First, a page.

A new free display with a focus on Billingsgate Market, one of the oldest of the markets owned by the City of London Corporation.
Visit the City Heritage Gallery to see items from the history of Billingsgate Market, and the reasons why it was built.
A Survey of London by John Stow, in 1603, described Billingsgate as follows: ‘… which … is at this present a large Watergate, Port or Harbrough for shippes and boats, commonly arriuing there with fish, both fresh and salt, shell fishes, salt, Orenges, Onions, and other fruits and rootes, wheate, Rie, and garine of diuers sorts …’.
These items will be on display from 27 January to 16 May:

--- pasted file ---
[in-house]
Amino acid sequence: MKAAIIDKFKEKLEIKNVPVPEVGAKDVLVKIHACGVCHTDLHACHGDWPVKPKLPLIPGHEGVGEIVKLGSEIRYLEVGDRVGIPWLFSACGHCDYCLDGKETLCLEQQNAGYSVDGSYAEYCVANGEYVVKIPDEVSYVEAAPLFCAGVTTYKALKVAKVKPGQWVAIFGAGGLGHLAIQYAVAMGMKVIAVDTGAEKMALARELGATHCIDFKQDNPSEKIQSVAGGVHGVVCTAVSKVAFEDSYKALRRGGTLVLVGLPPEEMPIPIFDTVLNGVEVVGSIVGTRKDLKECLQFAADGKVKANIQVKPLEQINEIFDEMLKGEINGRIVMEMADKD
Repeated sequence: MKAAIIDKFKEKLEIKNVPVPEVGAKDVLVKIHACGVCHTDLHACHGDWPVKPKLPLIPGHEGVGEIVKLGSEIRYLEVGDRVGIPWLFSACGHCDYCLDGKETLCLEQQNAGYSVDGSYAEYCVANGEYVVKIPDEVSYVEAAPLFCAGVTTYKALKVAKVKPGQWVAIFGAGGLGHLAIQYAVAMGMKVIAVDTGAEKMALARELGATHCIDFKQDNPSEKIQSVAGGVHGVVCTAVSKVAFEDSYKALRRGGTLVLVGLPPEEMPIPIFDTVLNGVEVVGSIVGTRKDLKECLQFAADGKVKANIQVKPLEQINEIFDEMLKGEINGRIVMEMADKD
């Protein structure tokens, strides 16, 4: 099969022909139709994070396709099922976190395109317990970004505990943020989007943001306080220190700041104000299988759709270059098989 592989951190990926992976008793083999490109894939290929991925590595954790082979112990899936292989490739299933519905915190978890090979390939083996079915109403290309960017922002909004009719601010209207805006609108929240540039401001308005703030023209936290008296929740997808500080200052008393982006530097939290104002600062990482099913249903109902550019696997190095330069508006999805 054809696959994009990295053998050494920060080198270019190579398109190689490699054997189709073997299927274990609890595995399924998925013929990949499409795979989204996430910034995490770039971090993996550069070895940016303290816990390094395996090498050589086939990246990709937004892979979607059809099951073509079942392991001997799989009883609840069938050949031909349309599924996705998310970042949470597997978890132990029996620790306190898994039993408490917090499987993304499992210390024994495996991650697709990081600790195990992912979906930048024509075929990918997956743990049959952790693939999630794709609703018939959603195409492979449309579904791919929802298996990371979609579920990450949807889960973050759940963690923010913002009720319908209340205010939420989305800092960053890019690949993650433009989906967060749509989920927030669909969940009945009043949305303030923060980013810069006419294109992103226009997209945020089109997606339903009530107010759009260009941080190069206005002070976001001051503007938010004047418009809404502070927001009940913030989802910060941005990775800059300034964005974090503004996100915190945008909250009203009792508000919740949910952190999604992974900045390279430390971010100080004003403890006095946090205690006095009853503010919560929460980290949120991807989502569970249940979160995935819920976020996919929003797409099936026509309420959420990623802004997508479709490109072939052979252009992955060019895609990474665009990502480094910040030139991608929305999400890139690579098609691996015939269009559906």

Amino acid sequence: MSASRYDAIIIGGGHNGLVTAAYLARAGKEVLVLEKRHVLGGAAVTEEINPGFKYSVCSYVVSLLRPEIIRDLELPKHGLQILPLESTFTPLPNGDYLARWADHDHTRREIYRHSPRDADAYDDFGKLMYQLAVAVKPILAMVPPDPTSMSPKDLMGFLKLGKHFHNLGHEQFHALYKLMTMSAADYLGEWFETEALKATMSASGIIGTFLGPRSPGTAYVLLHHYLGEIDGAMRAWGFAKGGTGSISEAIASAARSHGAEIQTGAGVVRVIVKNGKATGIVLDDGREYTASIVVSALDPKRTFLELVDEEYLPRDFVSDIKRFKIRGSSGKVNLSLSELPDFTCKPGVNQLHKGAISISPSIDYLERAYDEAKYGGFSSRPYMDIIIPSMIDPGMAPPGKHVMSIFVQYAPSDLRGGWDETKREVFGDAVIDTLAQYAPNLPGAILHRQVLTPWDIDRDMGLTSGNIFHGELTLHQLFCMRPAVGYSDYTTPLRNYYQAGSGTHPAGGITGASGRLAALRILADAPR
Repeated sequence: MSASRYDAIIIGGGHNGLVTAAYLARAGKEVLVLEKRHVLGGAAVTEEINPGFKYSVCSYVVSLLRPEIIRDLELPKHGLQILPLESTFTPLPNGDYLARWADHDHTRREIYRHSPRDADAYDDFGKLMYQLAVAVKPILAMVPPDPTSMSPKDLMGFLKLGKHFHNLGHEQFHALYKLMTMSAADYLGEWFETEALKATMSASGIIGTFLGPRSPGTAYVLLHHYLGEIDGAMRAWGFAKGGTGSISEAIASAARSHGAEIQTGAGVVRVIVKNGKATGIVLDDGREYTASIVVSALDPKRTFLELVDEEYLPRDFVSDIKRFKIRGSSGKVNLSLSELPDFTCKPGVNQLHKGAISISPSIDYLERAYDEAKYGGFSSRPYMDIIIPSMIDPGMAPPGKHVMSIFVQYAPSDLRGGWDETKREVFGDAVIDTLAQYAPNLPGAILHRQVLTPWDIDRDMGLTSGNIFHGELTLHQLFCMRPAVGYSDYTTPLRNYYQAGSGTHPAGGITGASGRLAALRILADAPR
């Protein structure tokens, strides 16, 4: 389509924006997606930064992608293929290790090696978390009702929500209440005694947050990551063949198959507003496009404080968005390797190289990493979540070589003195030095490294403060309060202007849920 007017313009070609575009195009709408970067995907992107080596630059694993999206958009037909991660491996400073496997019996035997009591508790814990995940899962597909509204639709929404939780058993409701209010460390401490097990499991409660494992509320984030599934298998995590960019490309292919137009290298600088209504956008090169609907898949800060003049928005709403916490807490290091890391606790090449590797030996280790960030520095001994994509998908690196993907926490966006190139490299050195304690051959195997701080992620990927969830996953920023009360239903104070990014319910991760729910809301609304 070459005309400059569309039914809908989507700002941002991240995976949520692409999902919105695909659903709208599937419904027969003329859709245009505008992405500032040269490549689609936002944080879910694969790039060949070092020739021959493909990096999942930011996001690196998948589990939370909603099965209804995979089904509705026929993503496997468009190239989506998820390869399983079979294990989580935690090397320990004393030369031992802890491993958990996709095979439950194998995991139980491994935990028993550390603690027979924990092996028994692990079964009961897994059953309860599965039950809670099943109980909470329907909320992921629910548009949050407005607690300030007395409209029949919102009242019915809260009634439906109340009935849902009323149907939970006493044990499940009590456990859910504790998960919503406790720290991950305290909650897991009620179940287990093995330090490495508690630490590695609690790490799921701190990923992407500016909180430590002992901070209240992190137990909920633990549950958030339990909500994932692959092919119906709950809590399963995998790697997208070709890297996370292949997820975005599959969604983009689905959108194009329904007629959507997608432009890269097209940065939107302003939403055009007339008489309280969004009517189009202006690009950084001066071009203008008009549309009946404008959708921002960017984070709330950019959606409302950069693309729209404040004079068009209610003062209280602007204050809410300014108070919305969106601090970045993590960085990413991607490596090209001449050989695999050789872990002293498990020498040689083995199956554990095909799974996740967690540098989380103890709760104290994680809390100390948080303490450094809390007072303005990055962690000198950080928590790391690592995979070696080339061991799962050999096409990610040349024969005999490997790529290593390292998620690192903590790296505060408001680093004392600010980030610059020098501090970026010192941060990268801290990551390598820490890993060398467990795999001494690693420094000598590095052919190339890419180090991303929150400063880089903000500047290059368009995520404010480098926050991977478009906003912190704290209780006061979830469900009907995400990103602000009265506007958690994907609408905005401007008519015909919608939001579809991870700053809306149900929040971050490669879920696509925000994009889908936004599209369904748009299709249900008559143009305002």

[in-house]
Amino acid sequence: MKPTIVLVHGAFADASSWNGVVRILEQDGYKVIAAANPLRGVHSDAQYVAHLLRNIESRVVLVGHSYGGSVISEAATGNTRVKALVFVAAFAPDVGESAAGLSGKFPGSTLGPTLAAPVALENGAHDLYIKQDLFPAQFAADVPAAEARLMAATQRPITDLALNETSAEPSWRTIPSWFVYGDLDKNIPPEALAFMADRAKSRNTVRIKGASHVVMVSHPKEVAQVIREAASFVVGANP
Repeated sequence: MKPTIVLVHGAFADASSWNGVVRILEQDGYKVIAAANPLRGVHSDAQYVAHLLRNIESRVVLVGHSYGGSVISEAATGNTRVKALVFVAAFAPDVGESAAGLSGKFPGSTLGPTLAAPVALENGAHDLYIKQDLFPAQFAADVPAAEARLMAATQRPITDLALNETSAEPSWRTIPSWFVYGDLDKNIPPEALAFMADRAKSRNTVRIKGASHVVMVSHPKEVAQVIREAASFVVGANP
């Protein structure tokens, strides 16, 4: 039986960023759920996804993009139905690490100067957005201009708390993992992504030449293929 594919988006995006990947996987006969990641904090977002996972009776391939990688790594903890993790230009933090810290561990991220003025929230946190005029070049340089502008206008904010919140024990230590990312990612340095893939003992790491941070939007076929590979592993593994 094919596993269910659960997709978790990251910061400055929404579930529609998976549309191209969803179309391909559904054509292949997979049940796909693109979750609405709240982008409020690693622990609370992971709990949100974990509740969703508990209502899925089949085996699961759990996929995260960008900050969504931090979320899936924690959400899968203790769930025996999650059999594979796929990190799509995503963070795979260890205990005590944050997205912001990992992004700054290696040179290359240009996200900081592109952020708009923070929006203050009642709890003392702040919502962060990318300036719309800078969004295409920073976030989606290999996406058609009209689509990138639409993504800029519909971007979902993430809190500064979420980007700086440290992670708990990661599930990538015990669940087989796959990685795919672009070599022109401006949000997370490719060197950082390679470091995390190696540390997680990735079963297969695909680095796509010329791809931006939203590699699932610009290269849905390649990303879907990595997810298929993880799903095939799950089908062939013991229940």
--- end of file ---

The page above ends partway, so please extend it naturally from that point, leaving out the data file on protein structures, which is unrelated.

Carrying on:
- Liber Horn, a compilation of charters, statutes and customs made by Andrew Horn (Chamberlain of the City 1320-1328) in 1311, illustrated by small images of fish showing their importance to Londoners.
- A late seventeenth century petition by the fishermen protesting at being '... hindered and oppressed by great vessels loaded with salt and oranges...' and requesting clearance of the dock so they can have access.
- The flourishing market is shown by nineteenth century volumes recording the collection of tolls and detailing the licensing of porters and by a print of the market building designed by Sir Horace Jones.
- Twentieth century photographs of a busy market and of porters plying their trade